Queens street renamed for former pol, reverend
Oct 07, 2020 | 505 views | 0 0 comments | 42 42 recommendations | email to a friend | print
A Queens street has been renamed to honor the former congressman and leader of The Greater Allen A.M.E. Cathedral in Jamaica.

The intersection of Merrick Boulevard between Jamaica Avenue and the Cross Island Expressway is now known as “Floyd H Flake Boulevard.”

Reverend Floyd Flake has led The Greater Allen A.M.E. Cathedral with his wife, Reverend Elaine Flake, for decades. Under his leadership, Allen A.M.E. became the second-largest black church in New York City.

“My family and I are deeply appreciative that this honor is being bestowed upon our hero and patriarch,” said Mrs. Flake. “We celebrate the members of the City Council for acknowledging his contributions by renaming the street that he has walked for 44 years.”

An esteemed spiritual leader and mentor to many, Reverend Flake’s outsized impacts on the community extend far beyond the pulpit.

After being elected to Congress in 1986, he served for eleven years, during which time he authored the Bank Enterprise Act provision of the Community Development Banking and Financial Institutions Act of 1994, incentivizing big banks to lend to lower-income communities.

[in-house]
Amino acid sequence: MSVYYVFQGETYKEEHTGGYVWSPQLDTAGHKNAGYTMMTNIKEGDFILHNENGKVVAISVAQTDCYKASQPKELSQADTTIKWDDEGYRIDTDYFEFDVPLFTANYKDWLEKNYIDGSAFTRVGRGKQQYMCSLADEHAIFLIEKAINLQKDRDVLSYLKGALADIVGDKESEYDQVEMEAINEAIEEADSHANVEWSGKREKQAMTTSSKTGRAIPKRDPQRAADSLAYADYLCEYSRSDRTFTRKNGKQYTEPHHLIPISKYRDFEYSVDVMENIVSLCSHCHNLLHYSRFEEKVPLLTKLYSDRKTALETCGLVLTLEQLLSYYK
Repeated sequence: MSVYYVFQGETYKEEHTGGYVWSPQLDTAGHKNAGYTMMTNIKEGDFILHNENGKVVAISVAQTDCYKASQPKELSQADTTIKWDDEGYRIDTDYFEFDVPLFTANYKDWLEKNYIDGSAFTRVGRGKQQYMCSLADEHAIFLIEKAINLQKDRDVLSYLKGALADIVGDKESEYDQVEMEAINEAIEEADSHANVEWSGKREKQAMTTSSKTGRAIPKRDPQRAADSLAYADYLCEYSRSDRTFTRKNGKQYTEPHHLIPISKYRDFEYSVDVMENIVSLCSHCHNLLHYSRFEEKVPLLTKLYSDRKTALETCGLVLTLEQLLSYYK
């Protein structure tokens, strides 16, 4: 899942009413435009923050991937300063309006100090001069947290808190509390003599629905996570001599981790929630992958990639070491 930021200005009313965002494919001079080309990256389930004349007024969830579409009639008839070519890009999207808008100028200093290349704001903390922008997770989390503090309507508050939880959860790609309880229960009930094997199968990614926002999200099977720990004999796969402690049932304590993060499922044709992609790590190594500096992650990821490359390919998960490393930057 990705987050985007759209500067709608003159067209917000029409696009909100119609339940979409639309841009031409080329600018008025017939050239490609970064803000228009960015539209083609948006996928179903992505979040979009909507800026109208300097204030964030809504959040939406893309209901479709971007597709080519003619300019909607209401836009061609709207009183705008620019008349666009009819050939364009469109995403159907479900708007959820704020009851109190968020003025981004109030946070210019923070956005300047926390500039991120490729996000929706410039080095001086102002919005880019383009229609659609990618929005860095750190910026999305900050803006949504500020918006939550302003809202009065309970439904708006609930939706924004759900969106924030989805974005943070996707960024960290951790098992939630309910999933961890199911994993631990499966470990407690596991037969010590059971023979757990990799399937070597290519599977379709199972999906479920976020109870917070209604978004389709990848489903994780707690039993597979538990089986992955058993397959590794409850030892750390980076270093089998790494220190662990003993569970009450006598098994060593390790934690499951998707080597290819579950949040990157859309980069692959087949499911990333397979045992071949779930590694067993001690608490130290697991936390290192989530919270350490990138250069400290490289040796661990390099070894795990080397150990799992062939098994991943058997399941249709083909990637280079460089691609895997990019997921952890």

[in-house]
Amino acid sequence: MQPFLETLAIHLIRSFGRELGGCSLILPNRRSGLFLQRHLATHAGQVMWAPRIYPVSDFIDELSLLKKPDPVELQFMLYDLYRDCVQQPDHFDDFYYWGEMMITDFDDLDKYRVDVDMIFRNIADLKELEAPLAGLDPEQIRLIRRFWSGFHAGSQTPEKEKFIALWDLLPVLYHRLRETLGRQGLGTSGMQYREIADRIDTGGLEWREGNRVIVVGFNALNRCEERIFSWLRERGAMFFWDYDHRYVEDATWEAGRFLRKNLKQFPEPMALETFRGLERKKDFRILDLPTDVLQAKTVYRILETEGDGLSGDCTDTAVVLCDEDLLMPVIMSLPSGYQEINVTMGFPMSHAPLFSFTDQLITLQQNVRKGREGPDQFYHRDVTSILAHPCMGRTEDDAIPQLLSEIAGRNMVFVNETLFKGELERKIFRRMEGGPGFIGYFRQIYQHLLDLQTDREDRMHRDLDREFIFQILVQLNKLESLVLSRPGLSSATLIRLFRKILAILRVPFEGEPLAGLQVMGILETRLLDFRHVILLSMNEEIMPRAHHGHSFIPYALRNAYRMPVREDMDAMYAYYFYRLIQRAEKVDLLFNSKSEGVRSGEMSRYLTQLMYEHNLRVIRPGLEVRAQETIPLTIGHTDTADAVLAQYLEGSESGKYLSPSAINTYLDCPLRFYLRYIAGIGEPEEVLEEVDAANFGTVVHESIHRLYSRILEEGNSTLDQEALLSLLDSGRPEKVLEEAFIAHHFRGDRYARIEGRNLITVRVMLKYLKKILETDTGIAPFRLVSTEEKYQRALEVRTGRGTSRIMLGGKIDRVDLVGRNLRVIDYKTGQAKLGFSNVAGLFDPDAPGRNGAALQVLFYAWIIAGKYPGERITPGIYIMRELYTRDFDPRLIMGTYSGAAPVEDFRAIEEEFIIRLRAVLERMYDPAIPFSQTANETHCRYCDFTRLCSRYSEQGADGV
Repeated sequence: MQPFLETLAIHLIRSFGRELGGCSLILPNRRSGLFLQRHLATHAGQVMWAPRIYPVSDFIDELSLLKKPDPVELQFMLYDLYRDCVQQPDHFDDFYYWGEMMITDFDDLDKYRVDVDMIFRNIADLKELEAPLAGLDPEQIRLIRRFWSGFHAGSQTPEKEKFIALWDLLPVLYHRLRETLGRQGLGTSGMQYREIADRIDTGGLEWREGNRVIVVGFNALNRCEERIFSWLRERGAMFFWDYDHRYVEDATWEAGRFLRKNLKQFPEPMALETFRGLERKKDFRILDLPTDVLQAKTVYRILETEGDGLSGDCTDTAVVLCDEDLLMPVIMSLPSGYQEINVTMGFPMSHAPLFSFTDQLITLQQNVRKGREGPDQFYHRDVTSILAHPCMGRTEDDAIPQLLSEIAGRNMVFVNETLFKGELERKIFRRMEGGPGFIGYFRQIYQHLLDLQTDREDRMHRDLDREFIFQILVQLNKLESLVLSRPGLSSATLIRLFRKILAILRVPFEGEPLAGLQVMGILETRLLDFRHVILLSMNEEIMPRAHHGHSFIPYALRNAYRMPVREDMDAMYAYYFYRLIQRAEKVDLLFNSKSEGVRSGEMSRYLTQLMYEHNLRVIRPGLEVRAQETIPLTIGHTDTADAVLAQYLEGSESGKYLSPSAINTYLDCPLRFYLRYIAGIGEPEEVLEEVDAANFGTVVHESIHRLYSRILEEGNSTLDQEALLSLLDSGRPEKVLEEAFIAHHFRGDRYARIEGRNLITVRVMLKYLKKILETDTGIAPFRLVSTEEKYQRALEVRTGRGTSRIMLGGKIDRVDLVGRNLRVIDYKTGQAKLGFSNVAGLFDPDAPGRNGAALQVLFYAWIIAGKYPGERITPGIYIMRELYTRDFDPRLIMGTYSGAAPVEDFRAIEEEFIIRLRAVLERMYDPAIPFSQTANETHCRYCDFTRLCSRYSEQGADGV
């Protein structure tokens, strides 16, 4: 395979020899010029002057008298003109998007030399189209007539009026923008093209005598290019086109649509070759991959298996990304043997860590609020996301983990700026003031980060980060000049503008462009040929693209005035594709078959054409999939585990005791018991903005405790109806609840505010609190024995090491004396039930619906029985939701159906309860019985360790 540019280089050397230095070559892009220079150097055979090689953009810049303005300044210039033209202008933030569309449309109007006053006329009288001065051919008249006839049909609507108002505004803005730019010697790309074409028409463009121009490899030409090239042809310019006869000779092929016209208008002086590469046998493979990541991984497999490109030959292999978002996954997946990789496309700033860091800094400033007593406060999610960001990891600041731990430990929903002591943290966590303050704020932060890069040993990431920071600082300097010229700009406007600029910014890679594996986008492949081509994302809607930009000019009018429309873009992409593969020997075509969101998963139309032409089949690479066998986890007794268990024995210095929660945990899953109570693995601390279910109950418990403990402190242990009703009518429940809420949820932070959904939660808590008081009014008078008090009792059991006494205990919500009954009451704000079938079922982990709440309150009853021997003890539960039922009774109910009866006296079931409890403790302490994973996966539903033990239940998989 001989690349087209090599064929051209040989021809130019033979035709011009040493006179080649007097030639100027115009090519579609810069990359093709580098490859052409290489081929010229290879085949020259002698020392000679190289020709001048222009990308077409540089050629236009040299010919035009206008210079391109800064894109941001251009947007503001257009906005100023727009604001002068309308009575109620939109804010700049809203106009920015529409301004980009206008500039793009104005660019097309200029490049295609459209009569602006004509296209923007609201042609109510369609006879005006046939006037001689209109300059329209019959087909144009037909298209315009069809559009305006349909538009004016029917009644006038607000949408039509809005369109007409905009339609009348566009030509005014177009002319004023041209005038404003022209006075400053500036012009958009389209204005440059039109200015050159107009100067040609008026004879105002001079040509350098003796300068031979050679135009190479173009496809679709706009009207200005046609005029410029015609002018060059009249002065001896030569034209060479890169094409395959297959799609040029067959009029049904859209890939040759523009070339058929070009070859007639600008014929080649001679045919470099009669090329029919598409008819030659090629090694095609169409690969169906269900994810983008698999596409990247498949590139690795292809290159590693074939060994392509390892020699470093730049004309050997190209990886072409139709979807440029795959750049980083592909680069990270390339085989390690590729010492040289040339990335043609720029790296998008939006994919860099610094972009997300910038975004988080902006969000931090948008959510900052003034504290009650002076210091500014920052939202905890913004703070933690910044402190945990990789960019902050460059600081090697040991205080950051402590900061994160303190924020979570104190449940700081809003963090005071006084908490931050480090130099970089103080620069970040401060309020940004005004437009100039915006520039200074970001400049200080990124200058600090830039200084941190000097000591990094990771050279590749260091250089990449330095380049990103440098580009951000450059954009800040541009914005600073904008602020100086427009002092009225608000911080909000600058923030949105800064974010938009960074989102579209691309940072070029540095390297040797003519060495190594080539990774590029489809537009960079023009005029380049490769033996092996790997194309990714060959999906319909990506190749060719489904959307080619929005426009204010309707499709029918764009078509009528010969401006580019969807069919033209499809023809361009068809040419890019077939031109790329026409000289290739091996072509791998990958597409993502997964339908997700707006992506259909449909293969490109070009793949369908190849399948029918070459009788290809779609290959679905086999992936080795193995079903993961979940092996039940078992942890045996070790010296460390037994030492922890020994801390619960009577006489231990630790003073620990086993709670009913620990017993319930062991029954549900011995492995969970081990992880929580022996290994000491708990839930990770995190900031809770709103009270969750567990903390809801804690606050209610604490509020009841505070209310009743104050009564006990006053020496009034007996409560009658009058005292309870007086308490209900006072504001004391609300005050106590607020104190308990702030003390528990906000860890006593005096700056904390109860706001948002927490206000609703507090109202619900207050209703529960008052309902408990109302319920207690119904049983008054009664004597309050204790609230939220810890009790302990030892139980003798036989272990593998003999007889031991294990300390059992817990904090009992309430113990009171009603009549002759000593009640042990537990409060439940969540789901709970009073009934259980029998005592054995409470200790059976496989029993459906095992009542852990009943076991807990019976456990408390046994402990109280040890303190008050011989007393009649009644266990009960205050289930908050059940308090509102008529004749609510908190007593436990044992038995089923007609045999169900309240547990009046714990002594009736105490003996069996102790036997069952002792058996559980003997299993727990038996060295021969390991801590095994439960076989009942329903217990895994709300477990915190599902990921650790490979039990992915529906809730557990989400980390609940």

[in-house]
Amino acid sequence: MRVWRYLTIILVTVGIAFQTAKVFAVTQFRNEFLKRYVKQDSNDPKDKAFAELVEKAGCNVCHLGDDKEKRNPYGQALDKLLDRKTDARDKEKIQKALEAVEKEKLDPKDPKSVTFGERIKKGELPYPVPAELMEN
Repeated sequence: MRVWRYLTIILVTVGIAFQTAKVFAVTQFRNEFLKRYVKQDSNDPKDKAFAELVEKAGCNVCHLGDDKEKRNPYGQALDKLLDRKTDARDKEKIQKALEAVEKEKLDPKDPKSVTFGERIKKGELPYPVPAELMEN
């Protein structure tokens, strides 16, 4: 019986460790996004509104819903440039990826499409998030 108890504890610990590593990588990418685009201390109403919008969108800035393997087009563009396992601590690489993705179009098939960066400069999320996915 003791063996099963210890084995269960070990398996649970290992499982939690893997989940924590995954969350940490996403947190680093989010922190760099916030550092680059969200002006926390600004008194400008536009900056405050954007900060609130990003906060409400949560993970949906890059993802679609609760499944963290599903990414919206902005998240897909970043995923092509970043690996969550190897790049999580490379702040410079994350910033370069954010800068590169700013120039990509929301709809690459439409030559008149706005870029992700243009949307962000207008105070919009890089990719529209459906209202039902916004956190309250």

In addition, he secured hundreds of millions of dollars in federal funding to benefit the Southeast Queens community, including the Jamaica Business Resource Center, and sponsored legislation to fund an expansion of John F. Kennedy Airport and build the AirTrain JFK.

“If ever there was an individual whose life is worthy of a street naming, it is the Reverend Dr. Floyd H. Flake,” said Congressman Gregory Meeks. “His legacy will surely last not only with the people that were blessed to have known him, but for generations to come.”

Reverend Flake also secured funding for both the Federal Drug Administration and the Federal Aviation Administration for Downtown Jamaica, generating more than 2,000 jobs and adding new infrastructure to the area.

“Reverend Floyd H. Flake’s contributions to the Southeast Queens are immeasurable,” said Councilman I. Daneek Miller, who sponsored legislation to make the renaming possible. “It is only right that his life and legacy are enshrined in the community he dutifully uplifted for so many years.”
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